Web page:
Posted on Nov 17, 2020, 3 p.m.
At high concentrations, reactive oxygen species – known as oxidants – are harmful to cells in all organisms and have been linked to ageing. But a study from the Chalmers University of Technology has now shown that low levels of the oxidant hydrogen peroxide can stimulate an enzyme that helps slow down the ageing of yeast cells.
One benefit of antioxidants, such as vitamins C and E, is that they neutralize reactive oxygen species – known as oxidants – which may otherwise react with important molecules in the body and destroy their biological functions. Larger amounts of oxidants can cause serious damage to DNA, cell membranes and proteins for example. Our cells have therefore developed powerful defence mechanisms to get rid of these oxidants, which are formed in our normal metabolism.
It was previously believed that oxidants were only harmful, but recently we have begun to understand that they also have positive functions. Now, the new research from Chalmers University of Technology shows that the well-known oxidant hydrogen peroxide can actually slow down the ageing of yeast cells. Hydrogen peroxide is a chemical used for hair and tooth whitening, among other things. It is also one of the oxidants formed in our metabolism that is harmful at higher concentrations.
Less food gives longer life
The Chalmers researchers studied the enzyme Tsa1, which is part of a group of antioxidants called peroxiredoxins.
“Previous studies of these enzymes have shown that they participate in yeast cells' defences against harmful oxidants,” says Mikael Molin, who leads the research group at Chalmers’ Department of Biology and Biological Engineering. “But the peroxiredoxins also help extend the life span of cells when they are subjected to calorie restriction. The mechanisms behind these functions have not yet been fully understood.”
It is already known that reduced calorie intake can significantly extend the life span of a variety of organisms, from yeast to monkeys. Several research groups, including Mikael Molin’s, have also shown that stimulation of peroxiredoxin activity, in particular, is what slows down the ageing of cells, in organisms such as yeast, flies and worms, when they receive fewer calories than normal through their food.
“Now we have found a new function of Tsa1,” says Cecilia Picazo, a postdoctoral researcher at the Division of Systems and Synthetic Biology. “Previously, we thought that this enzyme simply neutralises reactive oxygen species. But now we have shown that Tsa1 actually requires a certain amount of hydrogen peroxide to be triggered to participate in the process of slowing down the ageing of yeast cells.”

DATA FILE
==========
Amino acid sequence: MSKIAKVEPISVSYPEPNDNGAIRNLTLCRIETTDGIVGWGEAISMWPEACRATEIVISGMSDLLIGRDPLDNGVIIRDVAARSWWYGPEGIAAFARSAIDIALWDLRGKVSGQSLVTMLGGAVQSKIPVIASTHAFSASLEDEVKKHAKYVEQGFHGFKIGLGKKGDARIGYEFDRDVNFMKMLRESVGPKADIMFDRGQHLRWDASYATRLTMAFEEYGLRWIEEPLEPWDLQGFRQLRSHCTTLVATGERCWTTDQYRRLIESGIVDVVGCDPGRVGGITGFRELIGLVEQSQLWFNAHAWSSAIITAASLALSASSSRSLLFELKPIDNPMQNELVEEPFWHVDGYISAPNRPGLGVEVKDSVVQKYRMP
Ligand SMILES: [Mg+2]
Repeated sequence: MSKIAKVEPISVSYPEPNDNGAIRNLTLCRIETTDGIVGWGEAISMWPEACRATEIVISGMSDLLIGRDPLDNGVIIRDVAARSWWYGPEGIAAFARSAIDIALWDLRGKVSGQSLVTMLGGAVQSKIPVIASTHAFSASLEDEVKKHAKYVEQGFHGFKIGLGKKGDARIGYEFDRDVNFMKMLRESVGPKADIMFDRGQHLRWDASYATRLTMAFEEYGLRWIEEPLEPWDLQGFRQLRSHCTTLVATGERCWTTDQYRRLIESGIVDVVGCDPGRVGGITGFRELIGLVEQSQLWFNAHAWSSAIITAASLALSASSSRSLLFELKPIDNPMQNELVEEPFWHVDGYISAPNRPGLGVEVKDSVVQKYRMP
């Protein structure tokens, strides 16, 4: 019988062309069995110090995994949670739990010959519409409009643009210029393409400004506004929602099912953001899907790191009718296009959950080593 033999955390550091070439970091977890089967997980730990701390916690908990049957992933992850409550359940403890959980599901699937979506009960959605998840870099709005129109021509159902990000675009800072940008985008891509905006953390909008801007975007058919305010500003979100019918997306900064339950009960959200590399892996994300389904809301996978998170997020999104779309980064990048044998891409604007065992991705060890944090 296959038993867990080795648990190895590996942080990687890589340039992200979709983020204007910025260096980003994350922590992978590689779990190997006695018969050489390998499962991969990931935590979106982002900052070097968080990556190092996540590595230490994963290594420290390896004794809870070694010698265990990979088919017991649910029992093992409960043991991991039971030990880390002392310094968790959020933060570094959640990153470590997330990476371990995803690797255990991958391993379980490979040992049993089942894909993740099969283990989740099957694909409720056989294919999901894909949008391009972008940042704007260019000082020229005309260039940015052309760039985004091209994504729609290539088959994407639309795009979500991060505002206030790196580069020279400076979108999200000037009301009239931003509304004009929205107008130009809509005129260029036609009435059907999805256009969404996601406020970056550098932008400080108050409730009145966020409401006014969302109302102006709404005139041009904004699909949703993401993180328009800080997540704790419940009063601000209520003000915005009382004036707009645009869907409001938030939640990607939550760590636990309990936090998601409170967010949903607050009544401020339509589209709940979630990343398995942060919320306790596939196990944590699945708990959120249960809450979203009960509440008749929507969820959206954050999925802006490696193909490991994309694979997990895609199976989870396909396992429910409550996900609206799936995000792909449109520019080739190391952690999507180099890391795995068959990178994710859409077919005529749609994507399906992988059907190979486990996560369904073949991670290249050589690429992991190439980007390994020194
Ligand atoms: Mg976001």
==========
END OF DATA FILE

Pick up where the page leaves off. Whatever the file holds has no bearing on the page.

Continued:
Surprisingly, the study shows that Tsa1 does not affect the levels of hydrogen peroxide in aged yeast cells. On the contrary, Tsa1 uses small amounts of hydrogen peroxide to reduce the activity of a central signalling pathway when cells are getting fewer calories. The effects of this ultimately lead to a slowdown in cell division and processes linked to the formation of the cells’ building blocks. The cells' defences against stress are also stimulated – which causes them to age more slowly.
Could lead to drugs that mimic the positive effects of calorie restriction
“Signal pathways which are affected by calorie intake may play a central role in ageing by sensing the status of many cellular processes and controlling them,” says Mikael Molin. “By studying this, we hope to understand the molecular causes behind why the occurrence of many common diseases such as cancer, Alzheimer's disease, and diabetes shows a sharp increase with age.”
The fact that researchers have now come a step closer to understanding the mechanisms behind how oxidants can actually slow down ageing could lead to new studies, for example looking for peroxiredoxin-stimulating drugs, or testing whether age-related diseases can be slowed by other drugs that enhance the positive effects of oxidants in the body.
The Chalmers researchers have shown a mechanism for how the peroxiredoxin enzyme Tsa1 directly controls a central signalling pathway. It slows down ageing by oxidizing an amino acid in another enzyme, protein kinase A, which is important for metabolic regulation. The oxidation reduces the activity of protein kinase A by destabilizing a portion of the enzyme that binds to other molecules. Thus, nutrient signalling via protein kinase A is reduced, which in turn downregulates the division of cells and stimulates their defence against stress.
Other studies have also shown that low levels of reactive oxygen species can be linked to several positive health effects. These oxidants are formed in the mitochondria, the ‘powerhouse’ of a cell, and the process, called mitohormesis, can be observed in many organisms, from yeast to mice. In mice, tumour growth is slowed by mitohormesis, while in roundworms it has been possible to link both peroxiredoxins and mitohormesis to the ability of the type 2 diabetes drug metformin to slow cellular ageing.
Metformin is also relevant in the hunt for drugs that can reduce the risk of older people being severely affected by Covid-19. Studies in China and the United States have yielded some promising results, and one theory is that metformin may counteract the deterioration of the immune system caused by ageing.
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